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Enhanced growth of complex communities of dental plaque bacteria in mucin-limited continuous culture

Enhanced growth of complex communities of dental plaque bacteria in mucin-limited continuous culture
Enhanced growth of complex communities of dental plaque bacteria in mucin-limited continuous culture

The possibility that bacteria in plaque can grow at rates which are unaffected by the availability of dietary foods, because of their ability to metabolise salivary proteins, has been investigated by Keevil et al. using an in vitro continuous culture model. Plaque was collected aseptically from 13 school children, pooled and inoculated into a chemostat containing complex medium plus glucose. The principal genera enriched during growth at dilution rates of 005 and 0.2 h-1 (corresponding to mean generation times of 13.9 and 3.5 h, respectively, which might occur in vivo) were streptococci (including Streptococcus mutans) peptostreptococci, lactobacilli, fusiforms, veillonellae and Bacteroides spp. Addition of 0.1 per cent (w/v) mucin resulted in an increased growth yield, due to increases in the numbers of anaerobes, but the recovery of peptostreptococci and veillonellae decreased. Importantly, Actinomyces spp. increased and the appearance of spirochaetes was noted in all cultures fed with mucin. Withdrawal of glucose from mucin supplemented complex medium resulted in decreased growth yield, the loss of Neisseria spp. and decreased recovery of streptococci and lactobacilli. Replacement of the medium with artificial saliva containing 0.1 per cent (w/v) mucin enriched for Bacteroides spp., but lower numbers of the other genera found in plaque were also maintained at both growth rates. This suggests that the chemostat can be used successfully to model the oral ecosystem, with salivary proteins providing the principal source of carbon and nitrogen for growth.

Enrichment of complex microbial communities, Mucin enrichment, Mucin-limited continuous culture, Plaque bacteria
0891-060X
31-38
Glenister, D. A.
6992ac98-e915-4ee0-8cd6-c977c9f00d69
Salamon, Katja E.
80ea0367-9180-4e01-977c-c8a34b178a68
Smith, K.
a2e75daf-e60c-4548-a4f4-0b2394ffc04a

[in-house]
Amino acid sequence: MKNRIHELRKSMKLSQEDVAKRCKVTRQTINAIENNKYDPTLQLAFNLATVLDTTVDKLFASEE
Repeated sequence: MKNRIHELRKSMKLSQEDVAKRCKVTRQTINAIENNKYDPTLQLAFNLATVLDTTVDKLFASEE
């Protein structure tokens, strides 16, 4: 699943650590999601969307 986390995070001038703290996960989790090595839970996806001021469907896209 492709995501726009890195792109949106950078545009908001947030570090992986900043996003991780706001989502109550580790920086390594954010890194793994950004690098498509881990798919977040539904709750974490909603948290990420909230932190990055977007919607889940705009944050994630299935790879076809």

Beighton, D.
b7845cb5-abb4-421e-9695-78cc6bef1e60
Keevil, C. W.
cb7de0a7-ce33-4cfa-af52-07f99e5650eb
Glenister, D. A.
6992ac98-e915-4ee0-8cd6-c977c9f00d69
Salamon, Katja E.
80ea0367-9180-4e01-977c-c8a34b178a68
Smith, K.
a2e75daf-e60c-4548-a4f4-0b2394ffc04a
Beighton, D.
b7845cb5-abb4-421e-9695-78cc6bef1e60
Keevil, C. W.
cb7de0a7-ce33-4cfa-af52-07f99e5650eb

Glenister, D. A., Salamon, Katja E., Smith, K., Beighton, D. and Keevil, C. W. (1988) Enhanced growth of complex communities of dental plaque bacteria in mucin-limited continuous culture. Microbial Ecology in Health and Disease, 1 (1), 31-38. (doi:10.3109/08910608809140176).

Record type: Article

Abstract

The possibility that bacteria in plaque can grow at rates which are unaffected by the availability of dietary foods, because of their ability to metabolise salivary proteins, has been investigated by Keevil et al. using an in vitro continuous culture model. Plaque was collected aseptically from 13 school children, pooled and inoculated into a chemostat containing complex medium plus glucose. The principal genera enriched during growth at dilution rates of 005 and 0.2 h-1 (corresponding to mean generation times of 13.9 and 3.5 h, respectively, which might occur in vivo) were streptococci (including Streptococcus mutans) peptostreptococci, lactobacilli, fusiforms, veillonellae and Bacteroides spp. Addition of 0.1 per cent (w/v) mucin resulted in an increased growth yield, due to increases in the numbers of anaerobes, but the recovery of peptostreptococci and veillonellae decreased. Importantly, Actinomyces spp. increased and the appearance of spirochaetes was noted in all cultures fed with mucin. Withdrawal of glucose from mucin supplemented complex medium resulted in decreased growth yield, the loss of Neisseria spp. and decreased recovery of streptococci and lactobacilli. Replacement of the medium with artificial saliva containing 0.1 per cent (w/v) mucin enriched for Bacteroides spp., but lower numbers of the other genera found in plaque were also maintained at both growth rates. This suggests that the chemostat can be used successfully to model the oral ecosystem, with salivary proteins providing the principal source of carbon and nitrogen for growth.

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More information

Published date: 1 January 1988
Keywords: Enrichment of complex microbial communities, Mucin enrichment, Mucin-limited continuous culture, Plaque bacteria

Identifiers

Local EPrints ID: 431327
URI: https://eprints.soton.ac.uk/id/eprint/431327
ISSN: 0891-060X
PURE UUID: e80c552c-f421-41f7-a718-2bcbcc378568
ORCID for C. W. Keevil: ORCID iD orcid.org/0000-0003-1917-7706

Catalogue record

Date deposited: 29 May 2019 16:30
Last modified: 30 May 2019 00:36

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